Dr. Nicholson: What I Really Care About
What I Really Care About
[Editor's Note: Excerpts from Robert Nicholson’s final presidential report to the Board of Trustees, May 4, 1990. Included in Faith Learning & Life: Views from the President’s Office of Anderson University. Callen, Dr. Barry L. Anderson, Indiana: Warner Press, 1991.]
Let me lift up a sentence from the late Samuel Shoemaker, marvelous Christian brother. "It has been a great run!" That imagery pictures well my forty-five years on the faculty and administrative staff of Anderson University. I have been able to enjoy all aspects of campus life. For thirteen years I was with students primarily and, through being a music faculty member, was very close to many of them. Then for twenty-five years as college dean I worked closely with faculty and curriculum, probably my most important achievement. Finally, for the last seven years I have been privileged to relate as president with the many partnerships that make this a vital institution, including the church, the City of Anderson, the world of higher education, alumni, and friends. We should stand in awe at what God has wrought through these partnerships. So I have been privileged to travel full circle—and it’s been a great run! I have a very real sense of my service having been complete.
What have I really cared most about over these years, particularly my presidential years? Number one is mission. This university has never been without a sense of mission, but my task was to put it into concise words and live out these words. That has been an anchor. I have cared a great deal about mission.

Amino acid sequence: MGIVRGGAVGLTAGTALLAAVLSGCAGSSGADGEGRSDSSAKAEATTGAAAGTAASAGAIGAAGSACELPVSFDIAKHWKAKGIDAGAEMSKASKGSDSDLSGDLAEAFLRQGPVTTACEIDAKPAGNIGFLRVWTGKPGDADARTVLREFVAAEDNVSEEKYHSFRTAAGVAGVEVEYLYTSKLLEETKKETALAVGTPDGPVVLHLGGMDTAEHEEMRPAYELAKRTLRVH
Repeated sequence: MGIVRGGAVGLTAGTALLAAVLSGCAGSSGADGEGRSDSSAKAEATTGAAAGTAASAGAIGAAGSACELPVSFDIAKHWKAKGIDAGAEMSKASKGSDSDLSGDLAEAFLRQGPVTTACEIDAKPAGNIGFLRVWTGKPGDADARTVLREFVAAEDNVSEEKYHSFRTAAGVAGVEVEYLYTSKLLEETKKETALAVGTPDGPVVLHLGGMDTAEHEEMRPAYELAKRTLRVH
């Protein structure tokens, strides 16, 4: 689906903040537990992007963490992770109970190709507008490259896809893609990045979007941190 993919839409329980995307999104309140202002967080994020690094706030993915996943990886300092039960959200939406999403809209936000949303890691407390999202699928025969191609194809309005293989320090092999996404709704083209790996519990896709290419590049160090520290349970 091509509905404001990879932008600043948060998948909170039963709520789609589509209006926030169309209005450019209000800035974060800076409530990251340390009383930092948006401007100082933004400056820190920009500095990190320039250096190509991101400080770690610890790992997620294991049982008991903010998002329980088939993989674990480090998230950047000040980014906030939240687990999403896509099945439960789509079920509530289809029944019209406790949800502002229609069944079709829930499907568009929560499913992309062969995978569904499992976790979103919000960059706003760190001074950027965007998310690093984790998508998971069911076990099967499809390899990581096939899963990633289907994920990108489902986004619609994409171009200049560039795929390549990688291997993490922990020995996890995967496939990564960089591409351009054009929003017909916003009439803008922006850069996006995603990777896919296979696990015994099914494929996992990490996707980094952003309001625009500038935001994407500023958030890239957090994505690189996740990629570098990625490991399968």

The second is servanthood, a particular style of mission at the very heart of the university. I mean "Christian servanthood" expressed toward students, the church, and the community. While it has not always been readily definable, we have begun to find better ways to understand it in the process of seeking to live it out.
The third thing I have really cared about is the delicate relationship between governance and accountability. The university is accountable to the church that established and nurtured it. But the Board of Trustees is the one and only governing body of the university, not the church’s General Assembly or any other entity. Therein lies the delicate balance between accountability and governance. There has been progress in better understanding and living out this balance. For this I am grateful.
Finally, I have cared deeply about moving us closer to a God-directed, great future. President Emeritus Robert H. Reardon used to say in speeches to various groups that "some day on this spot there will be a great university." He was proclaimer of that vision. In my presidential years I think that together we have made some real progress in shaping and resourcing that vision. We have attempted to strategize on a multi-year basis so that we could see the necessary path and evaluate our progress. From the beginning I have cared about being systematic and serious in approaching a great future for this university. We are now very good—but not yet great. Although the precise shape and characteristics of that greatness are not yet evident, we now know that a great, small, Christian university is possible in this place.
At the base of the John Morrison statue is a quote of his about which I have cared very much. I trust it describes what I have sought to accomplish in my years. "Life is saved only by dedication to something larger than itself," said Morrison. "The purpose of life is to spend it for something that will outlast it."